In the end, while nearly everyone strives for some sort of quality control, it's often hit-and-miss, and today, with high-speed printing, huge print runs, and lack of executive oversight, it's far more random than it ever was in the old days, where even then it could be a crapshoot!

In many, many cases, the video transfer process is subject to cost controls, particularly if the project isn't considered by the studio to be prime, current, state-of-the art video release material. It is often shuttled off to the video transfer house to be transferred by less-skilled transfer artists, at a special "unsupervised transfer" cost rate, in the wee hours of the morning on non-prime, down time.

That's why we often see transfer mistakes, both in color timing and framing, with odd glitches in sound or picture. No one has supervised the transfer and no one has checked the transfer after it's made---just taken delivery of it to be forwarded down the release line into mastering for video or DVD.

The ONE EYED JACKS wide-screen laserdisc transfer done by Paramount years ago looks about as good as Paramount could make it at the time, given the then-current technology, the limited time, and the limited budget for these kinds of old catalog/library titles.

Could OEJ look breathtaking today on Blu-Ray---if mastered from a horizontal vistaVision negative, under optimum cost/time allowances? Of course. Would it be an enormous seller---commercially worthy of the restoration/transfer investment? Of course not!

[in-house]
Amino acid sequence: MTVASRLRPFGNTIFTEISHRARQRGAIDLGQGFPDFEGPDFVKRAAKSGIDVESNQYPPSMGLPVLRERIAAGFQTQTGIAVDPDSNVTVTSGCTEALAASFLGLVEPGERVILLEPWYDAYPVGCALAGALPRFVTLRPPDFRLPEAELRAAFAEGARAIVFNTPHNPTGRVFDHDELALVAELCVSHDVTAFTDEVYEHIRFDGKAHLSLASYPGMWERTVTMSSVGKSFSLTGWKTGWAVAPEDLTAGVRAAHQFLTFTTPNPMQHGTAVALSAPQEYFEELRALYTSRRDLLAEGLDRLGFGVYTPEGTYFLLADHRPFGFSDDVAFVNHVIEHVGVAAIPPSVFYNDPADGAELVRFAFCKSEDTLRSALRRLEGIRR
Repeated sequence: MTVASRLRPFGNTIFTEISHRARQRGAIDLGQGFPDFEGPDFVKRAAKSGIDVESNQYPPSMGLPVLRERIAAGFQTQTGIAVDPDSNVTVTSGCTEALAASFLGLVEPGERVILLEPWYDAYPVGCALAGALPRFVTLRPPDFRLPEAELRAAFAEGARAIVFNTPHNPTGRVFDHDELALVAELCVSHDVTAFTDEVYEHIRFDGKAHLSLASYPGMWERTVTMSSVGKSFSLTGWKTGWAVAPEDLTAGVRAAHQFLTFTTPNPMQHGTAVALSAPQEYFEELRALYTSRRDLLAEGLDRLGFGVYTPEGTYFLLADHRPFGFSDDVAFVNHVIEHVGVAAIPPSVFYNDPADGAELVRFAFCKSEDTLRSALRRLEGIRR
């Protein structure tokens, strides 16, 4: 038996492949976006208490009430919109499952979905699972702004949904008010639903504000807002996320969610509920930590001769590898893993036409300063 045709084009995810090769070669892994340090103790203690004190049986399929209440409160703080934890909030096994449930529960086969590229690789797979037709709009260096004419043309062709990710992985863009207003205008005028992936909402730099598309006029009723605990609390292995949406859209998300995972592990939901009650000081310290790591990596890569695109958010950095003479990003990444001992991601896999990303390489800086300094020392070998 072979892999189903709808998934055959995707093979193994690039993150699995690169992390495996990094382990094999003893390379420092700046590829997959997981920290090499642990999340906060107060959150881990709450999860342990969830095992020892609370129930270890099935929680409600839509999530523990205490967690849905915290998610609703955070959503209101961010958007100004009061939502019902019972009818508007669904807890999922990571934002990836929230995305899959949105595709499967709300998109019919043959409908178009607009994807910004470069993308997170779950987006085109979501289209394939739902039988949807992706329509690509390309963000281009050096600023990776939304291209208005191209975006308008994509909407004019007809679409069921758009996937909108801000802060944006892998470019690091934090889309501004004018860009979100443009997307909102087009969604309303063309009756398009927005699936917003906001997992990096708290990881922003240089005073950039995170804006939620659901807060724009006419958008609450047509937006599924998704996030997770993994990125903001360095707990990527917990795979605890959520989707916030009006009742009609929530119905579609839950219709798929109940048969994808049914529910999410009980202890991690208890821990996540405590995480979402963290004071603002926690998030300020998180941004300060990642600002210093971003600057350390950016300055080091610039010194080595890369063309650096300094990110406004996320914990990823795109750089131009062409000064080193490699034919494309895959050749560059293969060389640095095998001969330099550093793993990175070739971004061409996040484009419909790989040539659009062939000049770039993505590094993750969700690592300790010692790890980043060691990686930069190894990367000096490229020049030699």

We will always be at the mercy of the corporate bottom line---and the interest/disinterest of the audience masses.

OEJ, the film, is now nearly 50 years old. It was released two generations ago. And we, who dearly love these old things just like our Golden and Silver Age CDs, tend to forget just how limited our fan market and purchasing power really is. Sadly.

 Posted:   Aug 28, 2010 - 6:01 PM   
 By:   haineshisway   (Member)

I can certainly confirm that the color on the laserdisc looks nothing like the IB Technicolor prints of this film - the color was saturated and gorgeous, like most IB prints of that era. The one thing they never were were pale and brown.

 Posted:   Aug 28, 2010 - 6:40 PM   
 By:   shureman   (Member)

Thanks for your feed-back. I only own the Platinum DVD version and note many washed-out colors. A friend, who owns the laser disc, advised me it was not " color-corrected." So I guess I was asking if the laser disc has fewer color issues than the numerous PD DVDs, some of which were allegedly transferred directly from the laser disc. I'll take it the answer is yes.

 Posted:   Aug 28, 2010 - 7:07 PM   
 By:   Steve Johnson   (Member)

It looks as though we will all have to live with this/these/those for Eternity.

 Posted:   Aug 28, 2010 - 11:31 PM   
 By:   riotengine   (Member)

So I guess I was asking if the laser disc has fewer color issues than the numerous PD DVDs, some of which were allegedly transferred directly from the laser disc. I'll take it the answer is yes.

So I guess it all comes back around to the widescreen LD being the best home video this time.

Greg Espinoza